· Pair with wind removing pose, at the start of the floor series. This postures provides hip opening, compressing the stomach organs and lengthening the spine, which is an option for Happy Baby (the tailbone can be lifted or down on the floor; notice the difference!)
· Restores equilibrium and releases tension in spine
· Massages and compresses abdomen
· Can help relieve sciatica
· Triangle and spine twisting are complementary postures. Both are more dynamic, requiring balance and abdominal strength, whereas reclining twist is more passive.
· Stretches hip flexors and quadriceps
· Compresses and stretches ankles (if hips are on top)
· A deep opening in the sacral-lumbar arch
· Stimulates the thyroid once the neck is dropped back
· Fixed firm pose, the difference being that the hips are between heels, not on top of them.
· Opens the hips
· Decompresses the spine when forward folding
· Eagle pose, in the warm up series, in which seven joints on each side of the body are compressed. A great way re-align the hip joints; in shoelace, you can level the hips without having to balance.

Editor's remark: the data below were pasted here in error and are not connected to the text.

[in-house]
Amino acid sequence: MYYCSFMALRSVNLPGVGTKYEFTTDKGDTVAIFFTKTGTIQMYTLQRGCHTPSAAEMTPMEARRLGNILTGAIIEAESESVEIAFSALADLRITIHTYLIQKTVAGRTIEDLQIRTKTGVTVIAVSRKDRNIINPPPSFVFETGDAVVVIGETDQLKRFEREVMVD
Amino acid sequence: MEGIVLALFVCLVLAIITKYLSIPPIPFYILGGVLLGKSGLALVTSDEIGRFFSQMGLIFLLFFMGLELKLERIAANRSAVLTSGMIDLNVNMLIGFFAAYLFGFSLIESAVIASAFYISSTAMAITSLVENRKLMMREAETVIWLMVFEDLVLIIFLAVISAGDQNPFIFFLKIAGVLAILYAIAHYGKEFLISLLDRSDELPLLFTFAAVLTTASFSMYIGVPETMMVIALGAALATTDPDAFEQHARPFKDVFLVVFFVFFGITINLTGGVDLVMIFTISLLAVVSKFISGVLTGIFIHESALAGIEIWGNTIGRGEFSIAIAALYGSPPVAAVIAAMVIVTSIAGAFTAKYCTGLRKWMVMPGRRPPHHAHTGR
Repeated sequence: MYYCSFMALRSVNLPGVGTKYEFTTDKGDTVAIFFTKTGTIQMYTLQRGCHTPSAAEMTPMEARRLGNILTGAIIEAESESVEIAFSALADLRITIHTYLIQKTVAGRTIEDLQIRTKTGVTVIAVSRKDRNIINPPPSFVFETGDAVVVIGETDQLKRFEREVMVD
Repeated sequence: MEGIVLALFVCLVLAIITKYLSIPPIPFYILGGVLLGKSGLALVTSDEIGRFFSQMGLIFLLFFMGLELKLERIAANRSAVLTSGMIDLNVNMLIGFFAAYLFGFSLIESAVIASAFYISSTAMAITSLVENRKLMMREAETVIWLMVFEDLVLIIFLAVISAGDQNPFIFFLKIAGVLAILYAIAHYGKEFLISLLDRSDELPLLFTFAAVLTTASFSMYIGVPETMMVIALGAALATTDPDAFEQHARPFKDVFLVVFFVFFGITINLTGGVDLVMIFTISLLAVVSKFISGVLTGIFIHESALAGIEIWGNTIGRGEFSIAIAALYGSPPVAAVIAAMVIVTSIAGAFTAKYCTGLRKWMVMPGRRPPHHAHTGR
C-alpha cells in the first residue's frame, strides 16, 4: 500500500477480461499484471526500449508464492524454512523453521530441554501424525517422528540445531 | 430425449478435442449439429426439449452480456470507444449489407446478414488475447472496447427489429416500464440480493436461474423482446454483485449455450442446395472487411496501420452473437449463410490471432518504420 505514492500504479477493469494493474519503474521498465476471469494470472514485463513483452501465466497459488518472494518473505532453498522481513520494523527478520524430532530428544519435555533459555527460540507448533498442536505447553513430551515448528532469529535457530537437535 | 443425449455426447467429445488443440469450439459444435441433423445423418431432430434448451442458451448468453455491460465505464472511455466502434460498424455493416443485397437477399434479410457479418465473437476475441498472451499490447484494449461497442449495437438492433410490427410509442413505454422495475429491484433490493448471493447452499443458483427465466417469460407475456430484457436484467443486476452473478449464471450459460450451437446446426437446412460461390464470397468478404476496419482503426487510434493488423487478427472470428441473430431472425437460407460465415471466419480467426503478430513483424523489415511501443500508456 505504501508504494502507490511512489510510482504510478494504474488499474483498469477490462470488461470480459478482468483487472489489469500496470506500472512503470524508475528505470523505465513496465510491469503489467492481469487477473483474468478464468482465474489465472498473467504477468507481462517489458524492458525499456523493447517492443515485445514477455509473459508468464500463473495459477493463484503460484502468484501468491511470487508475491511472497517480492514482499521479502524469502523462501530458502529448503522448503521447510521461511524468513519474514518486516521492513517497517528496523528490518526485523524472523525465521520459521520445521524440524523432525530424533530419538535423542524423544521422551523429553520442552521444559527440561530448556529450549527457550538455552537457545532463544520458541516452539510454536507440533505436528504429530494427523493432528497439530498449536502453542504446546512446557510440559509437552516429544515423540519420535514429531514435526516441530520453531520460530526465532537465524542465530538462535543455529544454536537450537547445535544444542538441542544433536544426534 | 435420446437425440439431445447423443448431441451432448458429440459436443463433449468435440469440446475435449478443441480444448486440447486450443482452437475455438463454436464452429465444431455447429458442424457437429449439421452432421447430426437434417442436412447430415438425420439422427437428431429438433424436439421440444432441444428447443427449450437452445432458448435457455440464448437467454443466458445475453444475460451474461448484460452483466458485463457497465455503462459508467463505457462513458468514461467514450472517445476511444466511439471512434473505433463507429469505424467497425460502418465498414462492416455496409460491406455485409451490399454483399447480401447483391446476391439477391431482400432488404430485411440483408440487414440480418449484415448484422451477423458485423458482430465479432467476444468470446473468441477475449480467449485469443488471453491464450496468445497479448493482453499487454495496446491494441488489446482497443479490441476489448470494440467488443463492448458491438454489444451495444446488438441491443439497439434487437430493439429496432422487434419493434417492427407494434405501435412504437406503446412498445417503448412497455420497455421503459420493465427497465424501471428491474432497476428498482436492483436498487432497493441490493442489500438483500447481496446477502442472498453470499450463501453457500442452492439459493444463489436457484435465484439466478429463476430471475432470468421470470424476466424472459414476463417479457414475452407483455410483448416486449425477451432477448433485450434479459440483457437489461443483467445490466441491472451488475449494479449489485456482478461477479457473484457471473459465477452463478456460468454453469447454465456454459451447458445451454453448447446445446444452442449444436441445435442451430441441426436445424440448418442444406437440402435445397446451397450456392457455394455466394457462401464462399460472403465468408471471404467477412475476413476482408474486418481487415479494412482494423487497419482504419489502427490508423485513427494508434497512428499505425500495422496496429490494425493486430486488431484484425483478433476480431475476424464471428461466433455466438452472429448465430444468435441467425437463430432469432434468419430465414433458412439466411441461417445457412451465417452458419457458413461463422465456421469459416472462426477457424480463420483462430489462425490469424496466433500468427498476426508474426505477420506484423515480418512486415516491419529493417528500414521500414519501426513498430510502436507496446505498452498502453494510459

· A deep release to the entire spine
· Brings blood flow to head, drains the lungs and compresses internal organs
· Rabbit pose, the deepest lengthening and front side compression in the 26&2 series.
Sphinx and Seal
· Tones the spine by compressing and stimulating the sacral-lumbar arch
· If neck is dropped back, thyroid is stimulated
· Full Seal gives a deep stretch to the abdomen
· Half-moon backbend, cobra and camel. All compress the spine and stretch the front part of the body. In cobra, the legs are pressed together behind the body whereas in Sphinx and Seal, the legs are separated and relaxed. The spine is supported by more upper body strength in these two postures.
· Deeply opens the hips through external rotation
· Excellent preparation for lotus pose
· Decompresses the lower back when folding forward
· Pigeon pose, in the Core 40 (intermediate) sequence.
· Opens the hips and stretches the ankles
· Provides release to the lower spine
· Relieves menstrual cramps
Straddle (also known as dragonfly)
· Opens hips, groin and the back of thighs
· Provides an opening to the inner knees
· Separate Leg Stretchingand Frog in the Core 40.
Swan and Sleeping Swan
· Strong external rotation of front hip
· Moderate to strong backbend
· Vigorous hip opener, allowing gravity to do the work
· Pigeon in Core 40 and full pigeon.
· Opens toes and feet and strengthens ankles
· Stimulates all six lines of lower body meridians
· Awkward pose, specifically the second and third part.